• Nepal
    • Pokhara
    • Kathmandu
    • Chitwan
2 to 20 weeks
Project Types
Education Teaching

Program Details

Age Min.
Short Term Spring Break Summer Winter Year Round
Guesthouse Host Family Hostel
Small Group (1-15) Medium Group (16-30) Large Group (31+)
Travel Type
Budget Solo Women


Starting Price
What's Included
Accommodation Activities Airport Transfers Meals Transportation
What's Not Included
Airfare Travel Insurance Visa
Sep 08, 2023
Nov 09, 2018
8 travelers are looking at this program

About Program

Volunteer in Nepal with Plan My Gap Year – an award-winning, international volunteer abroad organisation with programs in Kathmandu, Nepal. PMGY provides safe, trusted and affordable programs, with a range of volunteer projects in Nepal, including Teaching & Teaching to Monks opportunities.

PMGY Nepal is located across three very unique locations – Chitwan, Pokhara and Kathmandu. The Nepal volunteer programs start on the 1st & 3rd Sunday of every month. Our projects in Nepal run throughout the year and volunteers can join the program for 2-20 weeks. Volunteers in Nepal are provided with an extensive pre-departure support service, airport pick-up and drop-off, in-country orientation, three meals per day, volunteer accommodation and local team support.

Video and Photos


Ethical Impact

Plan My Gap Year is committed to providing ethical volunteer opportunities that truly benefit the local communities. We have personally vetted all of our Volunteer Programs in every destination. We support a small network of Volunteer Programs abroad that we have specifically chosen due to their efforts being sustainable for our volunteers and the local communities alike. We work closely with each of our local teams to ensure we are assessing and adapting to ensure quality experiences for all involved.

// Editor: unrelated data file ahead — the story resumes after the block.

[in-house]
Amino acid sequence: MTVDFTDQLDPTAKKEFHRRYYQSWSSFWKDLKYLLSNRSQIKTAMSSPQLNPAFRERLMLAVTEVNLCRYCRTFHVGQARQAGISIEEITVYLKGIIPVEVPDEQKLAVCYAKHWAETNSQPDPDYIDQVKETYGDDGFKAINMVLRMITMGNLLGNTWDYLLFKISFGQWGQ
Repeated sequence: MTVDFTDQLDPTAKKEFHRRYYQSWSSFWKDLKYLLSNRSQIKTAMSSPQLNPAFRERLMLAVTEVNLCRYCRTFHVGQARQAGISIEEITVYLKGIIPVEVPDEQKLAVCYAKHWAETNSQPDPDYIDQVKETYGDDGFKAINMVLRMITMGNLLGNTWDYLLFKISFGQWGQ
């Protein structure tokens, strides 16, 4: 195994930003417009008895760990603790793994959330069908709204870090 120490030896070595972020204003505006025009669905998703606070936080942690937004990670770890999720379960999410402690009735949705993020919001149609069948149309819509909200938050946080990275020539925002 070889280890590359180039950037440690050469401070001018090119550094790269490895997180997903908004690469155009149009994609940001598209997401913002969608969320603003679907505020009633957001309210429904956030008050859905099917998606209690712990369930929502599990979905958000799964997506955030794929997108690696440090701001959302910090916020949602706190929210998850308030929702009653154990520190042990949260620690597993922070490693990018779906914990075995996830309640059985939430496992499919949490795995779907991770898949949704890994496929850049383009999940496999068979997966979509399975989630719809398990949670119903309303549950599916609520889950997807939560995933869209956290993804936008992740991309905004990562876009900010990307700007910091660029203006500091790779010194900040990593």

For this reason, PMGY does not provide volunteer opportunities in orphanages in any of our locations. Research and studies have shown that visiting and volunteering in orphanages has the potential to generate an industry that separates children from their families. In turn, putting children at increased risk of neglect and abuse. Therefore, we do not support these institutions with our volunteer network.

Instead, we focus on offering alternative childcare volunteer opportunities whereby children come to and from the placement setting each day. In other words, our local teams collaborate with childcare projects which do not offer any form of residential care. These are safe, responsible, and vetted projects, where participants continue to provide valued assistance supporting local staff.

Program Highlights